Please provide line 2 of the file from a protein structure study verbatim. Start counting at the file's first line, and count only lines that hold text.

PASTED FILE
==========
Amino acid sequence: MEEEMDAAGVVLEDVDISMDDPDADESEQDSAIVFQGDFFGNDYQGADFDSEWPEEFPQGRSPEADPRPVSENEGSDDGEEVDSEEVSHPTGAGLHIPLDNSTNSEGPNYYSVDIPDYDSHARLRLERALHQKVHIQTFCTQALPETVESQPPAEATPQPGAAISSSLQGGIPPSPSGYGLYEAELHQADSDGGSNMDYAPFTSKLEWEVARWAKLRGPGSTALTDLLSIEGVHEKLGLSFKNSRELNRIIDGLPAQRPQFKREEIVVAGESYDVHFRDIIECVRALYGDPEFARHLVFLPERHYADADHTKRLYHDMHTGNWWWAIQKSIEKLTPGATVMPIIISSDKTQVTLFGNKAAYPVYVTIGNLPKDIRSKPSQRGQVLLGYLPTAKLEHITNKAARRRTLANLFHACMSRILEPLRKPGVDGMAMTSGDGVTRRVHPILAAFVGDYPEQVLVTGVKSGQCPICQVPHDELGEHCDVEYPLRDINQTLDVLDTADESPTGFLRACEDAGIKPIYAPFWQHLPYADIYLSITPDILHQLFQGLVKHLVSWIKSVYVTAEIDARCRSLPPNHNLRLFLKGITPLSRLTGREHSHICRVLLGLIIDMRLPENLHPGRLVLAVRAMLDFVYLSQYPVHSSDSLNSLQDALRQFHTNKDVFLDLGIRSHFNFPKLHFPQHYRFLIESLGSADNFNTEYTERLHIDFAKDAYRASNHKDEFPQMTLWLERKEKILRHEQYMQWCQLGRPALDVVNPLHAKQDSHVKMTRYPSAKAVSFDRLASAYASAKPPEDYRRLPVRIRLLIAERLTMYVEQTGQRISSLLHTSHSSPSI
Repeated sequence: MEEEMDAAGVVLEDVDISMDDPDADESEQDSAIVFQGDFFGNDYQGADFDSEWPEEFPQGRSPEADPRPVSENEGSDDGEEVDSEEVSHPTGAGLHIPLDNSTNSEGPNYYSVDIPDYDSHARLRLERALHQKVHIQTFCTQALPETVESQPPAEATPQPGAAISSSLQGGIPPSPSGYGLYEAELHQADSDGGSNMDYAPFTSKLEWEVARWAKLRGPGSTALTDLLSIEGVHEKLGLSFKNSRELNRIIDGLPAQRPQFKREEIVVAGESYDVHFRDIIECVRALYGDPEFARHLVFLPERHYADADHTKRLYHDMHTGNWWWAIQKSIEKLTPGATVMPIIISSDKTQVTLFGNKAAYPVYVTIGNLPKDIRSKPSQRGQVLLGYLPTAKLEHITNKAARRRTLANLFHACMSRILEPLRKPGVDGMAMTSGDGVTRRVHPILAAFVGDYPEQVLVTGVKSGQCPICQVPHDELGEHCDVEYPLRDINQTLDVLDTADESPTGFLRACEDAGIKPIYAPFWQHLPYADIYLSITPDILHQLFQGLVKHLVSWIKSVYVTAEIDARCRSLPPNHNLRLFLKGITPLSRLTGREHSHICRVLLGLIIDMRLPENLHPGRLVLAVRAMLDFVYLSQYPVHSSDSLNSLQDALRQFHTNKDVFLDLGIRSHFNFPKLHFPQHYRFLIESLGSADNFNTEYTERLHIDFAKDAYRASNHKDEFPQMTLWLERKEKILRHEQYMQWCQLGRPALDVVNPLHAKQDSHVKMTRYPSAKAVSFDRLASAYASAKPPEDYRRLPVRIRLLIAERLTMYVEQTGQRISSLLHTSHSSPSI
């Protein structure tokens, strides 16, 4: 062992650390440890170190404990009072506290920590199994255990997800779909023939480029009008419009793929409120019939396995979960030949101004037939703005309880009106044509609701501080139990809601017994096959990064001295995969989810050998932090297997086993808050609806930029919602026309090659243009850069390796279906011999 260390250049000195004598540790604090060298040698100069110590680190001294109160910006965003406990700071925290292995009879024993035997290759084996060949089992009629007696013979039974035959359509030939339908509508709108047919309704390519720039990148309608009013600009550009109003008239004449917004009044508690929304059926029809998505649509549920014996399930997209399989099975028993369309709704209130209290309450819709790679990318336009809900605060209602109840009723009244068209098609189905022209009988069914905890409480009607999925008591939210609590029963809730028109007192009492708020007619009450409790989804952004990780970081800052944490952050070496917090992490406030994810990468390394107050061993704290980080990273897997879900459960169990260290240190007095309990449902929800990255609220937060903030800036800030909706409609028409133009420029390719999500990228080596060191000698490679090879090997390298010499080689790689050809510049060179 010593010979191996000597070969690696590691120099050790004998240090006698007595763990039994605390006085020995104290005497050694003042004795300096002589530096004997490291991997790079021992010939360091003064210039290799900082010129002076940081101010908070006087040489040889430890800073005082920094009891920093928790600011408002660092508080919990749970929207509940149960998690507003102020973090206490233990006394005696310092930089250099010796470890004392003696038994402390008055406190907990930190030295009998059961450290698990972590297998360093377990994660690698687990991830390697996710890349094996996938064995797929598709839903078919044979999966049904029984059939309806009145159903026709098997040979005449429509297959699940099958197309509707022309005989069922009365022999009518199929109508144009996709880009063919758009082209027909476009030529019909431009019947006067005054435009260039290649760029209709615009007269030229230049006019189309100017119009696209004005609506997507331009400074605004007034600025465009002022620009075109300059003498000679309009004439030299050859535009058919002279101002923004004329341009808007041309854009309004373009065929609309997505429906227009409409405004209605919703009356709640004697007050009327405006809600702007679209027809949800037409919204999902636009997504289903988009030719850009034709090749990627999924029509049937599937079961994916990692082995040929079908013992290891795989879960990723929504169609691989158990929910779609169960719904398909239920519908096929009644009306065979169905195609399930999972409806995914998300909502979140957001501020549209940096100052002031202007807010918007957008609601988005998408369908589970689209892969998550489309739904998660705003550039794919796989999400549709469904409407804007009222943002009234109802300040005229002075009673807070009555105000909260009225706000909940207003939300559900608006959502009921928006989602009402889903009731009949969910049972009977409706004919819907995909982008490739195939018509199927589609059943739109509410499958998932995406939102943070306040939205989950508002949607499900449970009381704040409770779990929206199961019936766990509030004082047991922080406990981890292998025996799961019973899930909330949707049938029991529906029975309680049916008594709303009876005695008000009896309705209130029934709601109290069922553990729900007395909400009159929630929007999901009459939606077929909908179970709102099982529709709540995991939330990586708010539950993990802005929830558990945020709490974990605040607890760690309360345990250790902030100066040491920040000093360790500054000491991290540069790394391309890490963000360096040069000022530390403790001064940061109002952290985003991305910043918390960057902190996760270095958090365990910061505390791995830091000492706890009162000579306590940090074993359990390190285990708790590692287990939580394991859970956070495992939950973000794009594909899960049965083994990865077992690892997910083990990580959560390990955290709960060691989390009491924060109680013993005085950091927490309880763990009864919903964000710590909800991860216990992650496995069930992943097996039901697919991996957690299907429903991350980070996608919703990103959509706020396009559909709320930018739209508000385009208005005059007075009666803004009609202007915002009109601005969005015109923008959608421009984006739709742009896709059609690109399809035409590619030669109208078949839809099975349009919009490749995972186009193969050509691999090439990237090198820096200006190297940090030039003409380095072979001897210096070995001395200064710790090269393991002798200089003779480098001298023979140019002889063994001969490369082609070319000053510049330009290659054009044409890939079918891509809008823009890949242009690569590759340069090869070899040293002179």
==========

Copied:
Repeated sequence: MEEEMDAAGVVLEDVDISMDDPDADESEQDSAIVFQGDFFGNDYQGADFDSEWPEEFPQGRSPEADPRPVSENEGSDDGEEVDSEEVSHPTGAGLHIPLDNSTNSEGPNYYSVDIPDYDSHARLRLERALHQKVHIQTFCTQALPETVESQPPAEATPQPGAAISSSLQGGIPPSPSGYGLYEAELHQADSDGGSNMDYAPFTSKLEWEVARWAKLRGPGSTALTDLLSIEGVHEKLGLSFKNSRELNRIIDGLPAQRPQFKREEIVVAGESYDVHFRDIIECVRALYGDPEFARHLVFLPERHYADADHTKRLYHDMHTGNWWWAIQKSIEKLTPGATVMPIIISSDKTQVTLFGNKAAYPVYVTIGNLPKDIRSKPSQRGQVLLGYLPTAKLEHITNKAARRRTLANLFHACMSRILEPLRKPGVDGMAMTSGDGVTRRVHPILAAFVGDYPEQVLVTGVKSGQCPICQVPHDELGEHCDVEYPLRDINQTLDVLDTADESPTGFLRACEDAGIKPIYAPFWQHLPYADIYLSITPDILHQLFQGLVKHLVSWIKSVYVTAEIDARCRSLPPNHNLRLFLKGITPLSRLTGREHSHICRVLLGLIIDMRLPENLHPGRLVLAVRAMLDFVYLSQYPVHSSDSLNSLQDALRQFHTNKDVFLDLGIRSHFNFPKLHFPQHYRFLIESLGSADNFNTEYTERLHIDFAKDAYRASNHKDEFPQMTLWLERKEKILRHEQYMQWCQLGRPALDVVNPLHAKQDSHVKMTRYPSAKAVSFDRLASAYASAKPPEDYRRLPVRIRLLIAERLTMYVEQTGQRISSLLHTSHSSPSI